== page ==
On Mar 21, 2006, at 16:47, Craig White wrote:
> Let me try to describe what I am trying to do in another way.
> I want to merge my branch 'phase2' into my main trunk
> I change directories to my main trunk
> $ pwd
> svn merge --dry-run -r 1:20 svn \
> but it 'appears' to me that it is creating everything new inside my
> Skipped 'test'
> Skipped 'test/unit'
> A test/unit/client_test.rb
> A test/unit/user_test.rb
> A test/unit/notifier_test.rb
> A test/unit/clients_test.rb
> A test/unit/error_mailer_test.rb
> A test/unit/facility_test.rb
> A test/unit/case_manager_test.rb
> A test/unit/referral_note_test.rb
> A test/unit/case_managers_test.rb
> A test/unit/placement_test.rb
> A test/test_helper.rb
> when all these files already exist in the 'trunk'
Subversion tracks back through time. When you ask for revision 1 of
branches/phase2, Subversion sees that branches/phase2 didn't exist in
revision 1, but at some point after revision 1 you created that
branch by copying the trunk. So Subversion tracks back to the trunk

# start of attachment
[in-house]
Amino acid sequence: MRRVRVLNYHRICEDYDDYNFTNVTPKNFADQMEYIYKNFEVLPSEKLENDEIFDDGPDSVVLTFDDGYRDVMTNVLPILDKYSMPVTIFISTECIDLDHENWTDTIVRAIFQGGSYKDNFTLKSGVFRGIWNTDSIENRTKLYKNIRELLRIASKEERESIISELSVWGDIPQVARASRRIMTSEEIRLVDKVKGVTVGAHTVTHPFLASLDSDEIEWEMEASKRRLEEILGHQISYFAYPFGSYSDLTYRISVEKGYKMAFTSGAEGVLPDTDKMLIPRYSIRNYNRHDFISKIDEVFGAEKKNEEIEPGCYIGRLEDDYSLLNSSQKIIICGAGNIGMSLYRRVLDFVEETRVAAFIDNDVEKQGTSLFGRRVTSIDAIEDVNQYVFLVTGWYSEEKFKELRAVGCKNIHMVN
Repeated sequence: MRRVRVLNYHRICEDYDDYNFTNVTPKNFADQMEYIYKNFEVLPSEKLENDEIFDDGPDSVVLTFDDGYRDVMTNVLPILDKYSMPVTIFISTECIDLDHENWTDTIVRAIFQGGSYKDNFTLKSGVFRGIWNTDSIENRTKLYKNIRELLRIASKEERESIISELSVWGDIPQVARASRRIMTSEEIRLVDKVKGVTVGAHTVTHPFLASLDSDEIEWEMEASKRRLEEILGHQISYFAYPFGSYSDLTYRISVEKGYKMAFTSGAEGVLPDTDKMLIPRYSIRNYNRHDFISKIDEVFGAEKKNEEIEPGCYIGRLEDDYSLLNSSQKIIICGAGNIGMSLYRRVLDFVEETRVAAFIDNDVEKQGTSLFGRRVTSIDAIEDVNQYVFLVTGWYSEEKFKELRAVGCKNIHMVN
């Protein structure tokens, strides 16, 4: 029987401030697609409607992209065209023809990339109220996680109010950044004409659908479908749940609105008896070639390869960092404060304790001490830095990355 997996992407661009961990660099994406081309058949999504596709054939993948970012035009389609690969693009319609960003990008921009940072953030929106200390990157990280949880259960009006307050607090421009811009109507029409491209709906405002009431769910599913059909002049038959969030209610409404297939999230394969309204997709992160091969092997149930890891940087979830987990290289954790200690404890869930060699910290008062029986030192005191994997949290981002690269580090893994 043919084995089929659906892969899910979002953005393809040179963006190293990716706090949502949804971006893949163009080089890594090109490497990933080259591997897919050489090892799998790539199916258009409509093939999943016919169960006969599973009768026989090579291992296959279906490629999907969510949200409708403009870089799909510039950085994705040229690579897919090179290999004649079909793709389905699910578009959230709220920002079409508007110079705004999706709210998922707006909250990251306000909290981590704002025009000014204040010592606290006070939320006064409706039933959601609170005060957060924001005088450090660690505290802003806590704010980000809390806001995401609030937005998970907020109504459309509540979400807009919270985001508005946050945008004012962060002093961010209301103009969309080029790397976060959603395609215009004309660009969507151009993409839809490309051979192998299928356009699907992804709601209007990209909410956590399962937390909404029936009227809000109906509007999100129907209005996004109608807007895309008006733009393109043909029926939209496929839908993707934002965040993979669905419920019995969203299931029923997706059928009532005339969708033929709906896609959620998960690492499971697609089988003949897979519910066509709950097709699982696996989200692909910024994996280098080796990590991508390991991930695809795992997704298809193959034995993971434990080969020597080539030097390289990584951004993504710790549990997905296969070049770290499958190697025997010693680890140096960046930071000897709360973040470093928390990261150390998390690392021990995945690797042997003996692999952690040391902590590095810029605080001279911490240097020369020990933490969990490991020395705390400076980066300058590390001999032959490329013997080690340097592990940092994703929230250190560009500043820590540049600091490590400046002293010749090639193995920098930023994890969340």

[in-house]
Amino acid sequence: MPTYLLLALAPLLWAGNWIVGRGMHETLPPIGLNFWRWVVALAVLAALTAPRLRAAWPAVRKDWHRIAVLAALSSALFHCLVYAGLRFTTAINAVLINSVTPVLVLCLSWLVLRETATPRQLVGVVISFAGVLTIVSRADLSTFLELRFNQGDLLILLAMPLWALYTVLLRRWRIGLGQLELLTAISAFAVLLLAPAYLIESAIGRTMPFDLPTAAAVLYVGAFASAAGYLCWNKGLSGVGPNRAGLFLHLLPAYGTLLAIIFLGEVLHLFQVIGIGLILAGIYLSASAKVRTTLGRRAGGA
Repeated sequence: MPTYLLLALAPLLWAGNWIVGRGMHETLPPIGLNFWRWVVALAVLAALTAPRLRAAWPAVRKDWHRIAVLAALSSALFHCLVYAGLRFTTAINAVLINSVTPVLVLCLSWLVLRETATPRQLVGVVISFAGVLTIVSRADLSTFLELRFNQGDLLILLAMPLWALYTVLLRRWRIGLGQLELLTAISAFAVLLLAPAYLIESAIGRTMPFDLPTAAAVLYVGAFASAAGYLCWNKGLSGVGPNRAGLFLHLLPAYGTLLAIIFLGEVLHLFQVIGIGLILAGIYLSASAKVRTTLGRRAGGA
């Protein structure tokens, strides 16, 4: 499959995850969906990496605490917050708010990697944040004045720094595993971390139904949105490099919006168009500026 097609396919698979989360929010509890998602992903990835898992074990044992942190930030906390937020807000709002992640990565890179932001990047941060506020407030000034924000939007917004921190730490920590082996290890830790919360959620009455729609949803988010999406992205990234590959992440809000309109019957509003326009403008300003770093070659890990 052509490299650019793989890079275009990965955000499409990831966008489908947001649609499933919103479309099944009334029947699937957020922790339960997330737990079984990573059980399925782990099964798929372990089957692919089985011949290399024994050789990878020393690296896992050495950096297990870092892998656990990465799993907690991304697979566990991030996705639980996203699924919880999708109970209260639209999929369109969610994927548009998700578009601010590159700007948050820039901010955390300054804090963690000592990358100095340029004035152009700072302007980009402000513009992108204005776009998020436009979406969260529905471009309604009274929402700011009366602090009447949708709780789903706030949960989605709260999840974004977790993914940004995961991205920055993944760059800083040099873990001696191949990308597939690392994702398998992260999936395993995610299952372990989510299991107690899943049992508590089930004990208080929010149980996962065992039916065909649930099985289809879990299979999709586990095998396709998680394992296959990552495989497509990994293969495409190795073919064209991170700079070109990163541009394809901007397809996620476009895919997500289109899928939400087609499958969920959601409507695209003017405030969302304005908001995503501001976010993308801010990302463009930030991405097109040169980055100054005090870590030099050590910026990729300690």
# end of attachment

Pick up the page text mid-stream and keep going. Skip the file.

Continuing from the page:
and gives you changes that occurred there, including the adding of
those files. That's why it's adding them now.
You need to get the revision number at which you created the branch.
As someone else already said, use "svn log --stop-on-copy" on the
branch to discover that. Then merge from that revision to the most
recent revision of the branch. So for example if you discover using
"svn log --stop-on-copy" that you created the branch in revision 10,
and now it's revision 20, then that means you want to take the list
of changes performed between revisions 10 and 20 of the branch, and
perform them on a working copy of the trunk. Therefore:
svn merge -r10:20 \
To unsubscribe, e-mail: email@example.com
For additional commands, e-mail: firstname.lastname@example.org
Received on Tue Mar 21 17:35:48 2006